Grand Designs Australia

Roofing and Guttering: Tips on re-roofing

Replacing one roof material with another

Archicentre has found, in the course of thousands of home inspections, that the biggest single cause of framing failures is the replacement of a lightweight roofing material, like metal with a heavy one, like tiles.

The extra weight stresses the roof frame and requires extra rafters and supporting framework. A roof which has bowed under such circumstances will be difficult to prop up as the additional timbers will simply hold the roof in the current position.

In some States, building approval is necessary before new roofing materials can be substituted, reducing the incidence of this fault.

A Room in the Roof?

Before re-roofing, and especially if you are re-framing, you should consider the possibility of creating a usable attic space. Archicentre's Design Concept Service is available to offer advice if you feel you need expert guidance.

On the question of costs, an upstairs renovation often compares well with extending out, provided that the house does not require too many structural modifications to cope with the added weight and repositioning of framing timbers, bearing in mind, the ground floor space lost to the interconnecting stairs.

Houses with a steeper pitch stand to gain more space, and these days liberalised building regulations allow greater freedom with such practical design features as skylights or sky windows.

Re-Roofing – Choosing what materials to use

Metal Roofing

• Metal roofing is more common nowadays than in past decades.
• Its advantages compared to tiles are design flexibility and ease of installation.
• Metal roofing is the best option when the pitch (slope) of the roof is less than fifteen degrees from horizontal.
• The disadvantages of metal roofing are the greater susceptibility to weathering and industrial pollution, and if the surface is scratched, corrosion can set in almost immediately.
• It can also be noisier in the rain than tiles, but to some people that is an attraction rather than a distraction. An insulating blanket fixed to the underside of the roof would reduce noise.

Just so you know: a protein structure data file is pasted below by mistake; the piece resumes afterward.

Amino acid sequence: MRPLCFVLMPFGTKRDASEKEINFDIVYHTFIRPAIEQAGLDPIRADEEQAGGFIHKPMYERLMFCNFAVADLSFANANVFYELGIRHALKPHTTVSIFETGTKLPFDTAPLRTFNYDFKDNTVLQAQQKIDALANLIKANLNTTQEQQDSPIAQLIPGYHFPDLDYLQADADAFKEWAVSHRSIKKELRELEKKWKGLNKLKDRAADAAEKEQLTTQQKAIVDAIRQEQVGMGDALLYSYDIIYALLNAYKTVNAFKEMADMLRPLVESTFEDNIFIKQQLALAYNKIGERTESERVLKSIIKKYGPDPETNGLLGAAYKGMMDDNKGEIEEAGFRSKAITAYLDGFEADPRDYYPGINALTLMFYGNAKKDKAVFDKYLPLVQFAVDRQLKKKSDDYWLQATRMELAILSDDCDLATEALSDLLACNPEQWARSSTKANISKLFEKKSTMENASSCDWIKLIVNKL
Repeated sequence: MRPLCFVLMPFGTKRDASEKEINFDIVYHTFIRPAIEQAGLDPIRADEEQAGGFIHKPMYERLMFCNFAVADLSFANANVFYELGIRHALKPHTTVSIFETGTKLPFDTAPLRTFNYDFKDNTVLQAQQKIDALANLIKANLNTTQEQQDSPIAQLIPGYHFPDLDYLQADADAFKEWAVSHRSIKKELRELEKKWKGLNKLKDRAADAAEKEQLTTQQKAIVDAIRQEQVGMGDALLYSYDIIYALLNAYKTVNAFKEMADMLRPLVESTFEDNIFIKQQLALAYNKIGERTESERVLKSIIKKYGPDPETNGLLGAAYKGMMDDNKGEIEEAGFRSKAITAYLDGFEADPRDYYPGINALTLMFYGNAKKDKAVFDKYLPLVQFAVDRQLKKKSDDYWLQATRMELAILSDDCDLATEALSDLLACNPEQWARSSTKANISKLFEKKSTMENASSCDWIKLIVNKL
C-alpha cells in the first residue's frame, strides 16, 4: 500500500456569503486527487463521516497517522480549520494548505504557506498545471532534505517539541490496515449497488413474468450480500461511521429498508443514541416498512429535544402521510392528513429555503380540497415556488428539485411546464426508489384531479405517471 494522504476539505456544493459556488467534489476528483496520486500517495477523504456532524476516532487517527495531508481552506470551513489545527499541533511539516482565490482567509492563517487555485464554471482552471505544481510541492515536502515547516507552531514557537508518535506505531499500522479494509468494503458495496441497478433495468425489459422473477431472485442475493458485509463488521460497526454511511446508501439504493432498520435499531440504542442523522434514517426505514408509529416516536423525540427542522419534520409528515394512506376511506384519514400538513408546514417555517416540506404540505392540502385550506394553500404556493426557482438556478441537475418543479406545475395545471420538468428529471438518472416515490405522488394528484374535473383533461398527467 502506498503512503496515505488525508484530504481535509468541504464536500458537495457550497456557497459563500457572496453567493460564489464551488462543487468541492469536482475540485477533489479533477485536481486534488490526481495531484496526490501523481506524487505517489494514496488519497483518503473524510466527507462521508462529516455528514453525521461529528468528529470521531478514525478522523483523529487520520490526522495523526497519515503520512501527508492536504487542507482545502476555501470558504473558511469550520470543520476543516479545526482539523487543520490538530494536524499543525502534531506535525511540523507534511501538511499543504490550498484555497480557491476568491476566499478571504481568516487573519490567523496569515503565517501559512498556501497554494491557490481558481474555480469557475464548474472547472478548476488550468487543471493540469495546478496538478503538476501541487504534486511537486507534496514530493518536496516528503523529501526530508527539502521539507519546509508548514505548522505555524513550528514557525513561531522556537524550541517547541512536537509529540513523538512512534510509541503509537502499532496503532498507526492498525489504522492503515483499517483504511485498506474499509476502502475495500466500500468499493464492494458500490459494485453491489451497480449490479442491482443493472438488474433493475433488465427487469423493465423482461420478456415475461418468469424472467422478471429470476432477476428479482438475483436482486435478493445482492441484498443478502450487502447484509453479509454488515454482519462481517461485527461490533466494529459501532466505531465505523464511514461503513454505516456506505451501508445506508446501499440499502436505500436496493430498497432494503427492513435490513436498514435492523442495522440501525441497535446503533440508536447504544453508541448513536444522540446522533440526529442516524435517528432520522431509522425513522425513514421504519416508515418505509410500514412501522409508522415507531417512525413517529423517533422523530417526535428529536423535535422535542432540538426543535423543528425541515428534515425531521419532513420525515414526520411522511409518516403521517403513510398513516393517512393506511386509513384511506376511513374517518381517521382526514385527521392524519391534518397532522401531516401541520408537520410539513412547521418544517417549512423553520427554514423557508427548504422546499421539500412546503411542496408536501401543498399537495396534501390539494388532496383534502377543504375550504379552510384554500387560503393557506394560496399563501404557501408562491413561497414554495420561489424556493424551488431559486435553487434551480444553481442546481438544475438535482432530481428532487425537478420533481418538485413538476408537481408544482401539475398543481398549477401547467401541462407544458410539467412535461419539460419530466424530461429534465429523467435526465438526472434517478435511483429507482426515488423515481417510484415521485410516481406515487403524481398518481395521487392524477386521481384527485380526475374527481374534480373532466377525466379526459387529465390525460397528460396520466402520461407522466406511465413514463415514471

Concrete Tiles

• Concrete tiles were previously much maligned as a roof material.
• Over the years they lost both tensile strength (in other words, the maximum tension the tiles can withstand without tearing) and colour. Today, however, they are enjoying a come-back due to technological improvements.
• Concrete tiles are now stronger and more colour-fast than before and, significantly, 25-30% cheaper than their terracotta equivalents. They also offer a wider selection of colours and profiles.

Terracotta Tiles

• Terracotta tiles, as well as being more expensive, are slightly heavier than concrete.
• They have a reputation for their long-life qualities, and are the traditional favourites. Terracotta tiles are available in a number of different profiles and colours.

Slate Roofs

Slate roofs offer a high standard of weatherproofing, look good, but are very expensive. Imitation slate is available in concrete tiles, fibre cement sheets and now there is even a terracotta equivalent.

Pressed Metal Tiles

Pressed metal tiles actually cost more than terracotta tiles but are lightweight, leading to savings in transport and framing costs.

Stone-chip Metal Tiles

Metal tiles with real stone chips bound in acrylic may be more expensive than terracotta in most cases. But costs may be saved on timber framing when cladding a new house because of the tiles' lighter weight.


Shingles can be made of timber or fibrous cement. Generally both last well and have good insulating properties. However, availability can be a problem.

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